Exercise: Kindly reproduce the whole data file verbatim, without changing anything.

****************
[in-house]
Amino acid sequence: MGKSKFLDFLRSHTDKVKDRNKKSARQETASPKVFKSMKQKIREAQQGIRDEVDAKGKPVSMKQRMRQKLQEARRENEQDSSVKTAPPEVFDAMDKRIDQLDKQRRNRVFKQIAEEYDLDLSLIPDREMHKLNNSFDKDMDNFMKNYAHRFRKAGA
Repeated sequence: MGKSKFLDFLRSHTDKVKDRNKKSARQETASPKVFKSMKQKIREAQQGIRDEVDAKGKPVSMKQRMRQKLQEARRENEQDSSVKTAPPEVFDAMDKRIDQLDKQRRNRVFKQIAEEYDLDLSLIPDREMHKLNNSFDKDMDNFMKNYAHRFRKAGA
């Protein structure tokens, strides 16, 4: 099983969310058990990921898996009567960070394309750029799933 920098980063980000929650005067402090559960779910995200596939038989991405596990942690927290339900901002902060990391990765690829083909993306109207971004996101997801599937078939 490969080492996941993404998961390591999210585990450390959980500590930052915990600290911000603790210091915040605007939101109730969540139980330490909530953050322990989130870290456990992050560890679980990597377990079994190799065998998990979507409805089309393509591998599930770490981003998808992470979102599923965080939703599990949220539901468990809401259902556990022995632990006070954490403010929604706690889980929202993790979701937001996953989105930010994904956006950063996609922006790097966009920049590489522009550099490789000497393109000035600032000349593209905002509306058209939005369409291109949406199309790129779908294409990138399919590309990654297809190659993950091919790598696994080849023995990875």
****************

[in-house]
Amino acid sequence: MGKSKFLDFLRSHTDKVKDRNKKSARQETASPKVFKSMKQKIREAQQGIRDEVDAKGKPVSMKQRMRQKLQEARRENEQDSSVKTAPPEVFDAMDKRIDQLDKQRRNRVFKQIAEEYDLDLSLIPDREMHKLNNSFDKDMDNFMKNYAHRFRKAGA
Repeated sequence: MGKSKFLDFLRSHTDKVKDRNKKSARQETASPKVFKSMKQKIREAQQGIRDEVDAKGKPVSMKQRMRQKLQEARRENEQDSSVKTAPPEVFDAMDKRIDQLDKQRRNRVFKQIAEEYDLDLSLIPDREMHKLNNSFDKDMDNFMKNYAHRFRKAGA
């Protein structure tokens, strides 16, 4: 099983969310058990990921898996009567960070394309750029799933 920098980063980000929650005067402090559960779910995200596939038989991405596990942690927290339900901002902060990391990765690829083909993306109207971004996101997801599937078939 490969080492996941993404998961390591999210585990450390959980500590930052915990600290911000603790210091915040605007939101109730969540139980330490909530953050322990989130870290456990992050560890679980990597377990079994190799065998998990979507409805089309393509591998599930770490981003998808992470979102599923965080939703599990949220539901468990809401259902556990022995632990006070954490403010929604706690889980929202993790979701937001996953989105930010994904956006950063996609922006790097966009920049590489522009550099490789000497393109000035600032000349593209905002509306058209939005369409291109949406199309790129779908294409990138399919590309990654297809190659993950091919790598696994080849023995990875």